Since you are pushing for more answers, I will go out on a limb and "play the heretic" with a theory I've had for a while.
God, in a nutshell.
It is difficult to wrap our 3 lb. brains around a God who is love, is eternal, can do whatever He wants to, but yet only does good, etc. etc. Just try to imagine God existing eternally into the past! You can't! That's why skeptics have attacked Christians on this point for centuries. I mean, He is God! How could we possibly understand Him? It's not hard to fathom that "His thoughts and ways are not like our thoughts and ways"!
Perhaps the most central theme in Scripture is that the God of love earnestly desires intimate relationship with mankind. However, another huge theme of Scripture is that the relationship between God and man was destroyed by sin. We no longer have face-to-face access to God like they did in the garden - now we "see in a mirror dimly" instead.
It seems pretty clear that there is a bit of a "language barrier" between God and man just due to the fact that we aren't God. With sin added in, we definitely have trouble understanding Him now. These "language barriers" severely limit our understanding.
When there is a language barrier between two humans, the solution is to speak in a language that the other one can understand. For instance, if I were ministering in Russia, I would either need to speak with a Russian who understood English, or I would need to speak in Russian. God does the same thing. He "speaks our language" in order to communicate with us. This is why God spoke in Hebrew to the Jews, why Jesus used a lot of examples about money and farming and spoke in the everyday language, why the apostles quoted from translations that were understandable to their audience (example), etc.
I think we need to have some humility when we're trying to "understand God". I love these verses, and think they apply perfectly here:
O LORD, my heart is not proud, nor my eyes haughty; Nor do I involve myself in great matters, Or in things too difficult for me. -Psalm 131:1
Such knowledge is too wonderful for me; It is too high, I cannot attain to it. -Psalm 139:6
One Possible Answer
I think what God has done is He has attempted to reveal Himself in a way that would make sense to our pea-brains. In doing so, He has described Himself as "Us" in some places, and "I" in other places. In some cases He appears unapproachable in His high and holy greatness, and in other cases He appears to be our friend, lover, and co-heir. At times He has revealed Himself to be sovereign, and at other times, interactive and personal.
He has shown us that He is our Father, but also shown us that He is our Brother. He has shown us that He dictates what is right (Father), He has demonstrated how to do things right (Son), and He helps us do what is right (Spirit). He has shown us that He provides as a Father (Father), that He provides as a Sacrifice (Son), and that He provides as a Helper (Spirit).
I believe God is one, and I suspect that the Father, Son and Spirit may be the different ways God has revealed Himself for the purpose of our understanding Him better.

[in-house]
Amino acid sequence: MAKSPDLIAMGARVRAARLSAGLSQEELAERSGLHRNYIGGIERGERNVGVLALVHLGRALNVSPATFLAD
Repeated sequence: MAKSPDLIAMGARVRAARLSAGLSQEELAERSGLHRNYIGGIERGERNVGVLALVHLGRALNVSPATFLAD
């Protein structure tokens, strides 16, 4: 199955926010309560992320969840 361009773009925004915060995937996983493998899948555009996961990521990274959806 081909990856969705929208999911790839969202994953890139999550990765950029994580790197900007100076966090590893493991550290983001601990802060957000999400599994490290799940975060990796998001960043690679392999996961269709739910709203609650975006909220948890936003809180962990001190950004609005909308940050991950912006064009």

You may object, thinking, "why would God put on an act just to illustrate something?" Consider this passage:
Father, I thank You that You have heard Me. I knew that You always hear Me; but because of the people standing around I said it, so that they may believe that You sent Me. -John 11:41-42
In other words, Jesus only prayed this so people would hear Him pray it!
I am also highly suspicious based on passages such as 2 Corinthians 3. Verse 17 states "the Lord is the Spirit", and if you study the chapter very carefully I believe verse 18 is teaching that the difference between Jesus and the Spirit is the same as the difference between the fading glory on Moses' face and the unfading glory God has destined us to. Also, the following quote from Jesus seems to indicate that having the Holy Spirit is better than having Jesus:
But I tell you the truth, it is to your advantage that I go away; for if I do not go away, the Helper will not come to you; but if I go, I will send Him to you. -John 16:7
To me this makes perfect sense, because God desires deep intimacy with us, and the Spirit dwells within us, but a relationship with Jesus was external. In other words, I think God may have been indicating that it is much better to experience internal intimacy with Him (Spirit), than external relationship with Him (Jesus). I am beginning to think of Jesus as God's way of interacting with us in a familiar form. Passages like Revelation 22 make a lot more sense in light of this view.
As a result, I think it is appropriate to say, "God was the Father of the man, Jesus", because in the "God is one" perspective, this is true. It is also appropriate to say, "God (i.e. God the Father) is the Father of Jesus (i.e. God the Son)", because in the "three Persons" perspective that God has given us, this is true.
However, I tend to think it would be inappropriate to say, "The Holy Spirit is the Father of Jesus", because:
God has not revealed Himself as the "Holy Spirit Father", and
This would be a confusion of two perspectives
If there is something about the Holy Spirit's activity in the Virgin Birth which makes us think of Him as the Father of Jesus, I would suggest that we need to constrain our language to the boundaries set forth by God in Scripture and resist the urge to use that wording.
Forgive me for challenging 2,000 years of Church doctrine with my home-brewed theology, but at least now you'll have a 2nd perspective to consider, per your request. (Looking forward to comments.)